So one thing you should know, Jeremy, before you go on, is that I guess the first pouring out of a perfume/idea is that I do not believe “praying the sinner’s prayer” makes you a disciple of Jesus.  It is a very, very good start, but it is only a start.  Being a disciple means studying and following –being born again,  being twisted and molded into a whole new being. It means giving over everything to His Refiner’s fire – heart, soul and mind. It means less of me and more of Him.  It means becoming the least of the least. (Matthew 11:11 and Matt. 20:16) But most of all being a disciple of Jesus means taking up Christ’s Cross. That is not “your cross”, that is His. (Matt. 16:24)  The cross was a punishment for a criminal, it was literal death, and for a religious Hebrew, spiritual death. For Jesus, of course it was a misunderstood yet humiliating public spectacle; in Christ’s case for a man who was considered and condemned as a traitor to both his nation of Rome and the nation of Israel (the people of Jehovah). The cross was a humiliating event meant to shame in excruciating death while causing the most suffering, and for The Christ it was also a deep heart and Soul suffering—a suffering  by God! for the people who had actually sinned against God – which ironically of course did not include the one man who took it up willingly, revealing Himself to be The Promised Son of Man, the Messiah.

 

None of us can take up The Cross – The One Way, Truth and Life as Jesus did because He did it once and for all for the whole world. And yet we are called to take His cross as we take Christ’s yoke, walking as best we can in tandem with Him as Jesus takes the burden once and for all. (Matt 11:30) This is the great mystery of The Cross. The important thing is, “my cross” is my “deep  heart suffering” for a lost world, my willingness to give up all of “me” for the salvation of others.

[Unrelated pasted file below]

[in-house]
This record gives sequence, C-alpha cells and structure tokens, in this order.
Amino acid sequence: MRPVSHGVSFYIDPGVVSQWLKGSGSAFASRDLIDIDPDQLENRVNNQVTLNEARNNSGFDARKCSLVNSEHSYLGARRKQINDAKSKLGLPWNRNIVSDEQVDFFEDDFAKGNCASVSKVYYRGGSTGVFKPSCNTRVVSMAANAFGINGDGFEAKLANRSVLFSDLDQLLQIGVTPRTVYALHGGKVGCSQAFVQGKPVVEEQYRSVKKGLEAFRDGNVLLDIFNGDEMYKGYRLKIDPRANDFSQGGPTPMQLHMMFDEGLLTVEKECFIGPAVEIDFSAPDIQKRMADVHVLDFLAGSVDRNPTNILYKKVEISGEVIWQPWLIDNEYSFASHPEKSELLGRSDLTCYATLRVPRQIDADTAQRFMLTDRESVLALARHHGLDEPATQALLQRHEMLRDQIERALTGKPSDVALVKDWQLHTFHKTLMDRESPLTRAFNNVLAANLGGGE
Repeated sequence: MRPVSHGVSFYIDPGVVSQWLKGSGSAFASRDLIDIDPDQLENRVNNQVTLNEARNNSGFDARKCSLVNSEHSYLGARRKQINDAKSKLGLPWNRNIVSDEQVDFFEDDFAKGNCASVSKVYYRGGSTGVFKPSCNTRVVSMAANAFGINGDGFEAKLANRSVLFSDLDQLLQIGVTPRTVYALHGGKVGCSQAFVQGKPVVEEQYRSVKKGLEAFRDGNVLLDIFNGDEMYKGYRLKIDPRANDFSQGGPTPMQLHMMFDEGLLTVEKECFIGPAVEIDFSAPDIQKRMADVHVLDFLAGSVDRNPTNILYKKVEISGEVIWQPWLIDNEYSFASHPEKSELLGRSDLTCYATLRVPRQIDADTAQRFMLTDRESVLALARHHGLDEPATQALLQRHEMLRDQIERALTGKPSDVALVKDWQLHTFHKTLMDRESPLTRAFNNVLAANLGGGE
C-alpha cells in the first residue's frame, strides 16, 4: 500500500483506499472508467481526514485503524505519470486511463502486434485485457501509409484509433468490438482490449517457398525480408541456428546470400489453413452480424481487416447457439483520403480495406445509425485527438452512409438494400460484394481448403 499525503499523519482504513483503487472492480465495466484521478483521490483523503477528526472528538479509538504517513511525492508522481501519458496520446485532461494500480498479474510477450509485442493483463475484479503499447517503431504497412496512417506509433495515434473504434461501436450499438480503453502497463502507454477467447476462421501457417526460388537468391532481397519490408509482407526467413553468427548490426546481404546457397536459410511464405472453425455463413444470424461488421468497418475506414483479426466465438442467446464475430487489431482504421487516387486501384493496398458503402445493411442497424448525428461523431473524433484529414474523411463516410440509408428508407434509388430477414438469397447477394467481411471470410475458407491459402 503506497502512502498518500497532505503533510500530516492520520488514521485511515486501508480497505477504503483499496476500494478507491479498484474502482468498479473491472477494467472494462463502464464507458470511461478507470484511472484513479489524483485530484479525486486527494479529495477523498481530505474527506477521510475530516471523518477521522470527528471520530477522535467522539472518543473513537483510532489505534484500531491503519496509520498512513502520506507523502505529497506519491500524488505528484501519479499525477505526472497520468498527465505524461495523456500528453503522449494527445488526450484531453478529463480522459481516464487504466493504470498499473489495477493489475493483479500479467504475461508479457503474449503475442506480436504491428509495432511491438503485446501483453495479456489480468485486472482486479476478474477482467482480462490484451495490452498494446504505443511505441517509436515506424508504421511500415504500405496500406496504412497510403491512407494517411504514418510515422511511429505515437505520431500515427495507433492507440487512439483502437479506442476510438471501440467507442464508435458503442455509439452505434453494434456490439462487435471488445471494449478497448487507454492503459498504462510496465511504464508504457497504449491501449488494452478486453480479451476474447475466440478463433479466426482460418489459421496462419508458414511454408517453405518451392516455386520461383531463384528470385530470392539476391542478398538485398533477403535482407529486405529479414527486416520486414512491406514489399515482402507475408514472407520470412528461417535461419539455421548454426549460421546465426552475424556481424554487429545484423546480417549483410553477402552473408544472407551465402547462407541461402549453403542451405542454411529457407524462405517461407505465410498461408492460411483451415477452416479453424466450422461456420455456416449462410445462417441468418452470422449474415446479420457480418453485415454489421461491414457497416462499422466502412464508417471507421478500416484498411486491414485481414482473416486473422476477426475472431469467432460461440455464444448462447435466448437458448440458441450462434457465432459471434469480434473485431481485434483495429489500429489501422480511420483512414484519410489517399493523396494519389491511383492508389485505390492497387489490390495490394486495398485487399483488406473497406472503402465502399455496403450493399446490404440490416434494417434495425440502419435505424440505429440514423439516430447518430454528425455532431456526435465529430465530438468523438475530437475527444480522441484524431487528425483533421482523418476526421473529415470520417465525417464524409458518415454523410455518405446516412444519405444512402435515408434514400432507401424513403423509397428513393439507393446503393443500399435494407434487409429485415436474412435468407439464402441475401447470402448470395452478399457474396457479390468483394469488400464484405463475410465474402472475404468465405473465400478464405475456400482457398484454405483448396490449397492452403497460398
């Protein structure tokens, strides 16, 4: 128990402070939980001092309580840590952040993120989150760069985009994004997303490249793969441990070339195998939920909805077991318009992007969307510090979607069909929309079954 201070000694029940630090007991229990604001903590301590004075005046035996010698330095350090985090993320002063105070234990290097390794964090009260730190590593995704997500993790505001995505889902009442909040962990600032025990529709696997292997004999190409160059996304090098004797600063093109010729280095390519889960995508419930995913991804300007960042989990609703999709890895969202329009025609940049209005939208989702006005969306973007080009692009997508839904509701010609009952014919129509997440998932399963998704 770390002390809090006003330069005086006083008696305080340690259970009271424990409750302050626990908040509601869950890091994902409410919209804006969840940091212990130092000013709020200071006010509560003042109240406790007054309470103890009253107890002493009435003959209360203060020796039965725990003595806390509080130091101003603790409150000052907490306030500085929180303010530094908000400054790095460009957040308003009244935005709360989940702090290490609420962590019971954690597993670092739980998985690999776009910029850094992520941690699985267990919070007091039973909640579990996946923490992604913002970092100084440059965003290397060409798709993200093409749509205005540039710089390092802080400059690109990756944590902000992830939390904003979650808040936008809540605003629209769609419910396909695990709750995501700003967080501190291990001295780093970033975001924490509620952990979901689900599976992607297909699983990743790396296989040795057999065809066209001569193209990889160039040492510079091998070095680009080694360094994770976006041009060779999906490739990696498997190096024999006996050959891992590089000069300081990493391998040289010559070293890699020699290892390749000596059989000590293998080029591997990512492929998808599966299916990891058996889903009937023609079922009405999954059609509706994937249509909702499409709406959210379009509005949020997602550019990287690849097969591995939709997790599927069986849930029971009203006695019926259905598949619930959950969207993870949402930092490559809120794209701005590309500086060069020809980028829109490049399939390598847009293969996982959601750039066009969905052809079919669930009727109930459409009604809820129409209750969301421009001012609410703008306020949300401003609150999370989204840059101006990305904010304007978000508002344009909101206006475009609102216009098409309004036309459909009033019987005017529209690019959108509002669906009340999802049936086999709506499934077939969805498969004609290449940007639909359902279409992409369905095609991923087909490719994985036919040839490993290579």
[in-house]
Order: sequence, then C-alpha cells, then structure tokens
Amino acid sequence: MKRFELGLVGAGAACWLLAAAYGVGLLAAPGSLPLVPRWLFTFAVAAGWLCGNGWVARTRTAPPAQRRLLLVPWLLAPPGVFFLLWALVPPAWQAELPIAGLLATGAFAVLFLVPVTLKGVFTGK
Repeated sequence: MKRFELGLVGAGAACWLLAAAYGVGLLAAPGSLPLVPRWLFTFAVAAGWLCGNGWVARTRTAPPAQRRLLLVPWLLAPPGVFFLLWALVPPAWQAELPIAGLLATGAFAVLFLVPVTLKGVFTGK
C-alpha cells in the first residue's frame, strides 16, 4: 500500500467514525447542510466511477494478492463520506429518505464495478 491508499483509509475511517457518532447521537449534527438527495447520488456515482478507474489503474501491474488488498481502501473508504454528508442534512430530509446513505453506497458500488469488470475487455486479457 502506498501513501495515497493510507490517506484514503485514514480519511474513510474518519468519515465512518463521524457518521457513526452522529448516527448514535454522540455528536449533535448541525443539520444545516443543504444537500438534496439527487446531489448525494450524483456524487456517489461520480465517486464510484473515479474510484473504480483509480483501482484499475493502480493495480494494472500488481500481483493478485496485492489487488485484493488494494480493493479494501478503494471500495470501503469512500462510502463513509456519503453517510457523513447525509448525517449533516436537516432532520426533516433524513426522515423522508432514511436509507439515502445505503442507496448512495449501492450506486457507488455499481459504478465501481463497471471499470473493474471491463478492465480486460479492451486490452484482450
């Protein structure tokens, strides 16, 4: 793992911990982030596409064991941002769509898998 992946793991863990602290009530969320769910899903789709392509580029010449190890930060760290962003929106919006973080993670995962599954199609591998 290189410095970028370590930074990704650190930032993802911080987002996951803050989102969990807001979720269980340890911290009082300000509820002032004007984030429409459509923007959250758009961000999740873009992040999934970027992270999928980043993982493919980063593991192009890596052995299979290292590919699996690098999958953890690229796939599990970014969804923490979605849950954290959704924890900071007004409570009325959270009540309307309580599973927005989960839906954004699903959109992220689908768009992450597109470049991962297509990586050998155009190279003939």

All of that to say, when we call ourselves, “little Christs”, which is what Christian means, we do so with humility and trepidation and suffering and eyes trained completely on Jesus, the revelation to us of the Father’s heart and the modeled life lived as the one True God’s behavior. A behavior that comes from grief for His people, a willingness to listen and suffer with His people, and a desire for truth, justice, grace, mercy, and love combined in a way which we as sinners and temporal beings see only as if “through a foggy glass”. (I Corinthians 13:12) We suffer for and with others and the weird hard thing about the Jesus Way is that the others must be our enemies, the hardest people we could imagine to suffer for–if we are to go The Jesus Way.  My problem is, we as Christians seem to be choosing power over love and choosing to suffer for the people it is easiest to suffer for, not the people it is hardest to suffer for.  We have become the priests and rulers who see people in need, broken people and we cross to the other side of the road so we don’t have to spend time or money or thought or get our hands dirty by helping. We feel safer condemning the outsider while coddling our own, raising lukewarm baby Christians and hardening the hearts of those who don’t believe.  So the Samaritan, which would be what we think of as today’s non-believer, or, unsettling thought for most Christians, the wayfarer who today is perhaps a Muslim, has to model a God we say we have the corner on. It is not up to us to choose whom to help but we “cross the road” and thereby leave up to others the opportunity to model a God they may not believe in but –in the image of God– they unknowingly serve Him by helping the needy. Of course there are lots of Christians giving up their lives and livelihood to help others, but … that wasn’t your question to me exactly so I am being as hard on myself as possible.